The House has joined the Senate in passing a measure that disability rights advocates hope will fundamentally change the conversations that are taking place between pregnant American women and their doctors.

Passed on a voice vote on Thursday, the bill would provide for accurate, up-to-date information and support for parents who receive a diagnosis of Down syndrome or other disabilities such as spina bifida or cystic fibrosis either prenatally or up to a year after the birth of their child. President Bush is expected to sign it.

Passage of the measure marks the culmination of an unprecedented bipartisan effort that has joined supporters of abortion rights, led by co-sponsor Sen. Edward M. Kennedy (D-Mass.), with opponents of abortion, led by co-sponsor Sen. Sam Brownback, and disability rights advocacy groups. Kennedy is also a longtime advocate for people with disabilities.

While members of this loose coalition may have profound disagreements about what may be acceptable at the end of a pregnancy, they came together around another key question in prenatal care: What kind of information and support should be available to pregnant women if initial testing reveals the presence of a disability?

The question has become more urgent in recent years as more women are postponing childbearing, putting them at a greater risk of having pregnancies marked by genetic and other abnormalities, and as the offer of prenatal testing has become standard care.


Questions, we get questions

Friday, September 5th, 2008

By Patricia E. Bauer

Just when you think you’ve heard it all, people come up with some new ones. Questions, that is — about Sarah Palin’s baby son, Trig Paxson Van Palin, who has Down syndrome (at left with sister Piper at the Republican National Convention). Here are answers to some common questions.

1)  Down syndrome — that’s really bad, right? Doesn’t that mean he’s sickly and won’t live very long?

First of all, let’s think about this baby as just that — a baby. People with Down syndrome vary widely, and each has a unique personality, temperament, and combination of strengths and challenges. We haven’t been told anything about Trig’s health status yet, except that he has Down syndrome.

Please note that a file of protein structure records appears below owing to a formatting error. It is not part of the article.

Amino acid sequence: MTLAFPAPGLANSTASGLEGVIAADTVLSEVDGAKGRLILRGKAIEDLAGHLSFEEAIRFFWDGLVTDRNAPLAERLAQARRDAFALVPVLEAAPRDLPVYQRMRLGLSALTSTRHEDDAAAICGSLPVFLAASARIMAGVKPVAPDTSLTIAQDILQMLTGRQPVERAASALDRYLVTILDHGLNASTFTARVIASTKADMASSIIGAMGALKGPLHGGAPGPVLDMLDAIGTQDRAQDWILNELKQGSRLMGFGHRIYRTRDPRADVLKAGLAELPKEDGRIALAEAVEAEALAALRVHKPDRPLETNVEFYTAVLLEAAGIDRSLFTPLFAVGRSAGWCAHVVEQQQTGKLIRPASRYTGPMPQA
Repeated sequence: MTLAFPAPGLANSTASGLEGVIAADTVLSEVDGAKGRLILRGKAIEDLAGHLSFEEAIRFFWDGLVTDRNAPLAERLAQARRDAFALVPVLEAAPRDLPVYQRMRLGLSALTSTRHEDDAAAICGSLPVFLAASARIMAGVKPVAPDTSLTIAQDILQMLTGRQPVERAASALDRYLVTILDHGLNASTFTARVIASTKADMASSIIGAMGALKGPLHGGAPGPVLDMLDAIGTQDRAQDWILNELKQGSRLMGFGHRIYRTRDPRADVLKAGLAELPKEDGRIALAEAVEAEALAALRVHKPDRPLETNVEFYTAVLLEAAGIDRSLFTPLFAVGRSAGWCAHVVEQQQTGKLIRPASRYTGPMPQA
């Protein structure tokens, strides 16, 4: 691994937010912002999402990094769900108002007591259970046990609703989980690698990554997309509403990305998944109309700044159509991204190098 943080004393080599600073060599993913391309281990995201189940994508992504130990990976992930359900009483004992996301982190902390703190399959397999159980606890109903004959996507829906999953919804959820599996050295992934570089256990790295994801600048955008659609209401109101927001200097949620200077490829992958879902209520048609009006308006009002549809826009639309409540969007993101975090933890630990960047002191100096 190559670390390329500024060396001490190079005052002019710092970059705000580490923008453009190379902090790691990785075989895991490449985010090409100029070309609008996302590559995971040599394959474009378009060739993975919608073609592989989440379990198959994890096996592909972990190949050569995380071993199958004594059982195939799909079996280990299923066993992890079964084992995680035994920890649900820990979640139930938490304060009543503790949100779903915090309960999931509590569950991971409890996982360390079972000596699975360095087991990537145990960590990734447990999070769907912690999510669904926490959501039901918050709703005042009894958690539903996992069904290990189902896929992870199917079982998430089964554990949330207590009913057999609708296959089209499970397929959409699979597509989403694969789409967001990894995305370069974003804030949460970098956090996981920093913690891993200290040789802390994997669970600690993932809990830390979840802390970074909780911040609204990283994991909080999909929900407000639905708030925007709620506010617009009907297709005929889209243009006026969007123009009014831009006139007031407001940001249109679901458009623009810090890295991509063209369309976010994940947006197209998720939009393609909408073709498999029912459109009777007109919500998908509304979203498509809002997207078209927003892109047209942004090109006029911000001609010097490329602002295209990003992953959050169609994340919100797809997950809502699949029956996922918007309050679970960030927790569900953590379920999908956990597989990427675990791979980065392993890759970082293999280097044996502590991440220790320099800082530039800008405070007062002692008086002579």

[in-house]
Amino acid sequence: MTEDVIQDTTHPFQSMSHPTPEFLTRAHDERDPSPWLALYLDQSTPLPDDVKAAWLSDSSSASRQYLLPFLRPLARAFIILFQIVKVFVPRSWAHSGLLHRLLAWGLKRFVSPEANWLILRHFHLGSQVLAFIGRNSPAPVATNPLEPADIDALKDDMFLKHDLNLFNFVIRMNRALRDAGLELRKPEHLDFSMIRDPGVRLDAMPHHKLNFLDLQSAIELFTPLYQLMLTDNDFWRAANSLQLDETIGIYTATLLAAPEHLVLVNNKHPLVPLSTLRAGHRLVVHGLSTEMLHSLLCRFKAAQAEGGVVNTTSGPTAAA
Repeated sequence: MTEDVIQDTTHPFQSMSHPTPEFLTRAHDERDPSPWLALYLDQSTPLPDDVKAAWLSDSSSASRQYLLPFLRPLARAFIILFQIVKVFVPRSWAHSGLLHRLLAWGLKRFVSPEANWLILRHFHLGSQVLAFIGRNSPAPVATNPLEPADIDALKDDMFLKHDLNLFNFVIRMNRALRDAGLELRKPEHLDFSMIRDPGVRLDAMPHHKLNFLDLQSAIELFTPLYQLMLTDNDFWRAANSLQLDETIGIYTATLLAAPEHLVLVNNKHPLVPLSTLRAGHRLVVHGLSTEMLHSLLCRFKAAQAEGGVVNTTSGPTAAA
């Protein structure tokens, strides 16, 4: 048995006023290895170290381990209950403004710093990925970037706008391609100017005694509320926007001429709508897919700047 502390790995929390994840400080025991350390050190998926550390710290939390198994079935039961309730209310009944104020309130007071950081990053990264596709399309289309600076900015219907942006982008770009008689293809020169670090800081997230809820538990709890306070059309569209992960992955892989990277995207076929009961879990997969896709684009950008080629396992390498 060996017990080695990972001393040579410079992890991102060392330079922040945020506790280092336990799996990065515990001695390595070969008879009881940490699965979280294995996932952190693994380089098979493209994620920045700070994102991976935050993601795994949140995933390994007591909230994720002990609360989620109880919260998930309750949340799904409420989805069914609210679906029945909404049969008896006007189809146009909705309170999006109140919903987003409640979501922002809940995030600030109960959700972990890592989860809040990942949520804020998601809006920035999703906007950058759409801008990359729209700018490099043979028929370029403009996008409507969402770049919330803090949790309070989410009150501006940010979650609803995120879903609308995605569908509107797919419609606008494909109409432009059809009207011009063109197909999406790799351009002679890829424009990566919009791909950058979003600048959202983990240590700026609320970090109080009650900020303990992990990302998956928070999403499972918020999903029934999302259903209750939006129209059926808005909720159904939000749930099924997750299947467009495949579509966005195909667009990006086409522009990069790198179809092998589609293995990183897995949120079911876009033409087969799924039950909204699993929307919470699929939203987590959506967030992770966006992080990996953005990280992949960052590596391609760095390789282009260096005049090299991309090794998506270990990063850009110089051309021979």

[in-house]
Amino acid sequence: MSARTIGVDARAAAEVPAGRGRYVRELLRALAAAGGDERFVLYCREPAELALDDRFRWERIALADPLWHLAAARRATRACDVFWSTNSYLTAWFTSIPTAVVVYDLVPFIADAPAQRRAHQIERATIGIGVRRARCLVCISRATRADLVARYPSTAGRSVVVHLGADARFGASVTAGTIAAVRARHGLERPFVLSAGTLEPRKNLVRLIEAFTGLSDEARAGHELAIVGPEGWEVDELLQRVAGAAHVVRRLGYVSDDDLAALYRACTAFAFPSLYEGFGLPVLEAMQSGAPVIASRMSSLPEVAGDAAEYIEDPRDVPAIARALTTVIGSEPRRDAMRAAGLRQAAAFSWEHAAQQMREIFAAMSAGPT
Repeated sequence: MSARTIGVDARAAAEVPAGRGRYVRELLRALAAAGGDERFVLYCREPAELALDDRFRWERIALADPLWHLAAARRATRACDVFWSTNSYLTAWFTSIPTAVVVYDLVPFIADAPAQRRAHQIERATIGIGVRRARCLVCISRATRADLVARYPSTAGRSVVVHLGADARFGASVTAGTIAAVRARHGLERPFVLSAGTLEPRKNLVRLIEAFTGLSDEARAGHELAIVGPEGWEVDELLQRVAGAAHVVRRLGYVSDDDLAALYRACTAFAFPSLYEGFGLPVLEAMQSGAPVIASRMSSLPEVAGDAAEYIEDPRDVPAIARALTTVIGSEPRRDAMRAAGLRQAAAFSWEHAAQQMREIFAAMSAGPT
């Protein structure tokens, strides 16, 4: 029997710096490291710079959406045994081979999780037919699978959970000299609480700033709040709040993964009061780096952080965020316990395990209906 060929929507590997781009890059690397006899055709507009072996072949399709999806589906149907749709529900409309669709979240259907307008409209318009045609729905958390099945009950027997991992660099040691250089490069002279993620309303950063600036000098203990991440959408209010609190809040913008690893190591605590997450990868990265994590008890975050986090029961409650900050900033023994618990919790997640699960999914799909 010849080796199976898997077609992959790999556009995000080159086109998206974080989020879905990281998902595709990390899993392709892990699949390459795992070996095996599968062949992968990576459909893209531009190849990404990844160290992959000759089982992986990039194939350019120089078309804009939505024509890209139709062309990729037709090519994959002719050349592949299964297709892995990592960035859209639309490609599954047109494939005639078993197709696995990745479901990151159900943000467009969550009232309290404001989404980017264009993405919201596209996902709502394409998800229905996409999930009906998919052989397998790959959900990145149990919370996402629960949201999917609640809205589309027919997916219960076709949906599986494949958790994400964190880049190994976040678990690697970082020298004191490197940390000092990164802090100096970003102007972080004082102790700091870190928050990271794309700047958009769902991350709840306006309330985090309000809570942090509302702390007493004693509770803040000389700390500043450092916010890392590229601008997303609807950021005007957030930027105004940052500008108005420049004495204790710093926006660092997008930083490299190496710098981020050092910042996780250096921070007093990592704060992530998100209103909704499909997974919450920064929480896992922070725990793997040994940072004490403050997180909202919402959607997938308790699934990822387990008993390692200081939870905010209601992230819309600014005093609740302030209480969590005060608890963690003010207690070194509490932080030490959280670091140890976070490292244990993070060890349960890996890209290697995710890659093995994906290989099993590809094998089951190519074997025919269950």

In general, people with Down syndrome have some degree of mild to moderate intellectual disability and have a higher risk for a variety of health problems, particularly heart trouble. At the same time their life expectancies have increased dramatically, from an average of about 9 years in the 1920s, to something reaching into the 60s today. (See my post here on Bert Holbrook Jr. of Waseca County, Minnesota, who just celebrated his 80th birthday.)

As recently as the 1960s, people didn’t know that people with Down syndrome were capable of learning, and sent them to institutions where they were most often neglected or abused. Most of the very negative images about them, and the worst health outcomes, date from that time.

With the improvements in education and health care of the last few decades, it’s not unreasonable to expect that children with Down syndrome born today can enjoy full, rich lives, form satisfying relationships, and gain skills that will allow them to work and make positive contributions to their families and communities.

2) If Palin opposes abortion rights, as she says, why did she have an amnio? Wasn’t that a waste of money?

Many women who oppose abortion nonetheless have prenatal testing so they can get information that may be useful in planning for their baby’s delivery and care. Gov. Palin has said she was glad to receive Trig’s diagnosis before he was born so she could learn about Down syndrome and come to terms with her son’s disability before she met him.

3) Ninety percent of American women who get a prenatal diagnosis of Down syndrome get an abortion. Doesn’t that prove people with Down syndrome have terrible lives?

Actually, no. People with Down syndrome are valued, valuable and contributing members of happy families. Their families report deep attachment to their children, and are saddened by those abortion statistics. Family members attribute the numbers to widespread public ignorance about people with Down syndrome; doctors who lack current information and aren’t well-trained to deliver prenatal diagnoses; lingering fears and stigma left over from the days when these people were institutionalized under horrible conditions; and unrealistic desires for the “perfect child.” See also this post.


About the Site

More than 50 million people in the United States have disabilities, a number that is growing rapidly as the population ages. Experts say disability will soon affect the lives of most Americans. This website attempts to aggregate news and commentary about disability, and to document the efforts of people who are seeking new ways to address familiar challenges.